How Did Deep Purple Get Their Name?

Although it may be a stretch for many to call them heavy metal, Deep Purple is frequently mentioned alongside Black Sabbath and Led Zeppelin as one of the primary bands that helped popularize the genre in its earliest years. Initially sounding a lot like a British version of heavy psychedelic rockers Vanilla Fudge, Deep Purple took their sound to new heights after replacing original singer Rod Evans and bassist Nick Simper with Ian Gillan and Roger Glover, and it's hardly a shock that many of their most beloved recordings, including "Speed King," "Highway Star," and "Smoke on the Water," came from the "Mark II" lineup. Then, as one would expect from your average high-profile act, intra-band feuds (particularly the one between Gillan and guitarist Ritchie Blackmore) led to myriad lineup changes, and changing trends led to a decline in relevancy at various points in their career.

With all that in mind, Deep Purple remains a highly revered and influential rock act, even to musicians who weren't alive yet when they were at the peak of their popularity. But before Blackmore's two high-profile departures from the band and all those other personnel changes, they were known by a completely different name altogether. Here's the story of how Deep Purple got their name.

They were originally known as Roundabout

The genesis of Deep Purple can be traced to a band called Roundabout, and the man leading the way was not named Ian Gillan or Ritchie Blackmore. (The former was, in fact, a few years away from joining.) As explained by Classic Bands, Roundabout was formed late in 1967 by ex-Searchers drummer Chris Curtis, and he was initially joined by keyboard player Jon Lord and bassist Nick Simper, with the idea being that Curtis and Lord would form the "center of the roundabout and other musicians could jump on and off the roundabout as they chose," as the keyboardist explained. In other words, it was to be a band with no fixed lineup — an interesting concept, to be sure.

Talented young guitarist Blackmore was an acquaintance of Curtis who became the next musician to join Roundabout, and he and Lord hit it off almost instantly. They also found themselves increasingly out of step with Curtis' vision for the group, as the Searchers alumnus had some strange ideas for how to make the act stand out from its contemporaries, as related in Dave Thompson's book "Smoke on the Water: The Deep Purple Story." It wasn't helping that Curtis allegedly couldn't make up his mind when it came to which musicians would play on certain songs, or which instrument they would be playing; apparently, he also had plans to operate without a bassist upon discovering Simper was a pretty good guitar player in his own right.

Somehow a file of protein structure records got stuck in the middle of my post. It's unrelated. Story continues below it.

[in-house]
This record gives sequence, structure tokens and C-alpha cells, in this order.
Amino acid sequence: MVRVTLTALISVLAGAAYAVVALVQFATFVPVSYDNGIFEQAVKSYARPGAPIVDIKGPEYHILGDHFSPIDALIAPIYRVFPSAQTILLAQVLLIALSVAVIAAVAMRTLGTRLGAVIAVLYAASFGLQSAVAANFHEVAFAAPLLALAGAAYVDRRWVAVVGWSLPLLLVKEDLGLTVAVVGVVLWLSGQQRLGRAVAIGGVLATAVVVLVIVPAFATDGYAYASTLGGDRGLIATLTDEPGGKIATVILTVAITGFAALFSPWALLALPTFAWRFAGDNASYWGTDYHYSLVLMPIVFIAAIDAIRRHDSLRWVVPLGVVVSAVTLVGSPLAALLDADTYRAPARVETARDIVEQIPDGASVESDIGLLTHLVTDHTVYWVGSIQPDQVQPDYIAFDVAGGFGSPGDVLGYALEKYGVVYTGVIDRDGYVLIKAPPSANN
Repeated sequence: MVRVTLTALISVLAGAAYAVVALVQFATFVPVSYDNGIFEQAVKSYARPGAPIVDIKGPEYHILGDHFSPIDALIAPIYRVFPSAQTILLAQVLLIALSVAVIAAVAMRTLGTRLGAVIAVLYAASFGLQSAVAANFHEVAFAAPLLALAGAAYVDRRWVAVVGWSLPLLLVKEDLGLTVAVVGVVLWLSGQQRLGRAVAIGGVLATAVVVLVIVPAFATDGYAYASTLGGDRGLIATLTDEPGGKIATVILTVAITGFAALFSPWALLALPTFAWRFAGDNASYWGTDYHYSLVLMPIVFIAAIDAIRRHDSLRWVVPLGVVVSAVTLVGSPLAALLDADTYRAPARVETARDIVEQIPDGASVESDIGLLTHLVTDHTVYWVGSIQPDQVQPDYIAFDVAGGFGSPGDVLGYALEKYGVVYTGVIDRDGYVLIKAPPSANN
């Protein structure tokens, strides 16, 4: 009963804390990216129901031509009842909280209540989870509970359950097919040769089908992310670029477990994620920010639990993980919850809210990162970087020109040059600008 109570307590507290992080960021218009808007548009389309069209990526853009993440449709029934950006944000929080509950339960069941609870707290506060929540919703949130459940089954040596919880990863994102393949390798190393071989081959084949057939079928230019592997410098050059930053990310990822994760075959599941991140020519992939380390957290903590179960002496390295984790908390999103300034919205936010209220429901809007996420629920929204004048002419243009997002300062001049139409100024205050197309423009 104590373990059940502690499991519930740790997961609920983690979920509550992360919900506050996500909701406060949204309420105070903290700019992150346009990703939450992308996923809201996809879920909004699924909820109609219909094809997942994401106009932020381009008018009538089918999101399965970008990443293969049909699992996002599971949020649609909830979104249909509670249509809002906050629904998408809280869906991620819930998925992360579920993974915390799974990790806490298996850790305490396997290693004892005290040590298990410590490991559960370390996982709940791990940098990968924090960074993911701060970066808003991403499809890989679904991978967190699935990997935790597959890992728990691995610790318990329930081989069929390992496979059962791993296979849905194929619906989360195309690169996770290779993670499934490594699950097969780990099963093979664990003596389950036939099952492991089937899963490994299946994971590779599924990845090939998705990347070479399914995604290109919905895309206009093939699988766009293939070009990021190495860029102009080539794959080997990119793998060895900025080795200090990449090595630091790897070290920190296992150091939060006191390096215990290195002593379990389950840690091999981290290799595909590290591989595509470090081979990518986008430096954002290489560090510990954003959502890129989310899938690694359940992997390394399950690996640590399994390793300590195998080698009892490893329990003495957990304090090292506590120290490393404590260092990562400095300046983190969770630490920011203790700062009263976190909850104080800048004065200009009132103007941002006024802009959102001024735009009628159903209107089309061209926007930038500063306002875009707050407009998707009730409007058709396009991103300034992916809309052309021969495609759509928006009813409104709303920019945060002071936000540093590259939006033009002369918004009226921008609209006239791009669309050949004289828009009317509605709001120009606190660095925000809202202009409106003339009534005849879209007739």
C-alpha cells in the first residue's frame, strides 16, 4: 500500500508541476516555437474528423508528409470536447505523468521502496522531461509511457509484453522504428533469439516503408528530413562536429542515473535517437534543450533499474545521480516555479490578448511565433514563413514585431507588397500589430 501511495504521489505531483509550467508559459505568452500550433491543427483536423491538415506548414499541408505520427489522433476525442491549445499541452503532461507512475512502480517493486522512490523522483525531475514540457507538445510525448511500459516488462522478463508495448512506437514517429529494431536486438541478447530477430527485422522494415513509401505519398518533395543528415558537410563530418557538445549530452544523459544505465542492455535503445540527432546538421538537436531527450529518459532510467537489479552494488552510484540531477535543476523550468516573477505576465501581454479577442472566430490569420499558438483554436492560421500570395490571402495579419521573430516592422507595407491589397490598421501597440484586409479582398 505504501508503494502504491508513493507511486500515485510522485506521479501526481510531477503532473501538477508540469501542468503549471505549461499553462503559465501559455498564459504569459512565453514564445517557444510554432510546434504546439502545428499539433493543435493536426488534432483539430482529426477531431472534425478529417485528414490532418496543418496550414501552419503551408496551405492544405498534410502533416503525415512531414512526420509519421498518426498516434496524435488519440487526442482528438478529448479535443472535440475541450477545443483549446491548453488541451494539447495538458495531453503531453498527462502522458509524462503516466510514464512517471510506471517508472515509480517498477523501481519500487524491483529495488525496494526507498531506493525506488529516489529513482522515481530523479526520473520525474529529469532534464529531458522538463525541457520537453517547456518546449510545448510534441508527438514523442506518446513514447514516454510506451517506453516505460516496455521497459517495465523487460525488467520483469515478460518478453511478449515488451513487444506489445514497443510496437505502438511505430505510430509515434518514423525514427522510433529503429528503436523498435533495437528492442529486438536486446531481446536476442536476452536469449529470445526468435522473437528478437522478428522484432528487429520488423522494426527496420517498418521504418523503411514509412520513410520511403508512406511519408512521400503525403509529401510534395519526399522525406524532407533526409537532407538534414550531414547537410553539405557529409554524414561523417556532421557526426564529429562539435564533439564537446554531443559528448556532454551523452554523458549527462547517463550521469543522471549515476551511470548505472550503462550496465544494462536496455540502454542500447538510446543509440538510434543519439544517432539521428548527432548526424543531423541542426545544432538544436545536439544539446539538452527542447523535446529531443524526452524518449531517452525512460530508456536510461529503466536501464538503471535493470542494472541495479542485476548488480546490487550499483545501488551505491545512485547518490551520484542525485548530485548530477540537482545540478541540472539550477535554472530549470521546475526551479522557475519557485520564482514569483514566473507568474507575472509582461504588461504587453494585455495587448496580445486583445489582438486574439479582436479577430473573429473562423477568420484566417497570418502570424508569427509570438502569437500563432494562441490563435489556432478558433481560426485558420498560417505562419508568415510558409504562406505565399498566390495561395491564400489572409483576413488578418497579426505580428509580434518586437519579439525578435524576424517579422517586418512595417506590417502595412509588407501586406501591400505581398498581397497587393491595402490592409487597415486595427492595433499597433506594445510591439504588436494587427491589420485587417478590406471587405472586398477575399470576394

Ultimately, Curtis bailed out on the Roundabout project, seemingly having lost interest after Lord and Simper briefly rejoined their previous band, the Flower Pot Men, for some shows in Germany.

Deep Purple was named after Ritchie Blackmore's grandma's favorite song

With Chris Curtis out of the picture, Roundabout's management team, HEC (Hire, Edwards, and Coletta), still felt the band had a future, and they were able to convince Jon Lord, Nick Simper, and Ritchie Blackmore to keep pushing forward. Vocalist Rod Evans and drummer Ian Paice then joined the fold, though at that time, the group was still calling itself Roundabout. According to "Smoke on the Water: The Deep Purple Story," none of the band's five members were fond of their erstwhile name, and it was during a 1968 tour of Scandinavia that they decided to change it once and for all.

As the book further relates, the men who made up Roundabout came up with various suggestions for a new band name, including Orpheus, Concrete God, and Fire. However, there was one idea that seemed to resonate as they passed on more potential band names.

Blackmore suggested "Deep Purple" as a band name because that happened to be his grandmother's favorite song, a 1930s standard that enjoyed some renewed popularity in 1963 when Nino Tempo and April Stevens took their version to No.1 on the Billboard Hot 100. The name also had a bit of a drug reference to it — "Deep Purple" was the name of a strain of acid, and Lord wasn't too happy when he cottoned on to this fact. "We weren't a drug band, we were more of a Scotch-and-Coke band," the keyboardist said, as quoted by Louder.

Nonetheless, Deep Purple was the band name that stuck, and that was the name they were going by when their first single, "Hush," made it all the way to No. 4 on the Billboard Hot 100 in September 1968. Many decades and lineup changes later, the name has (thankfully) stayed the same.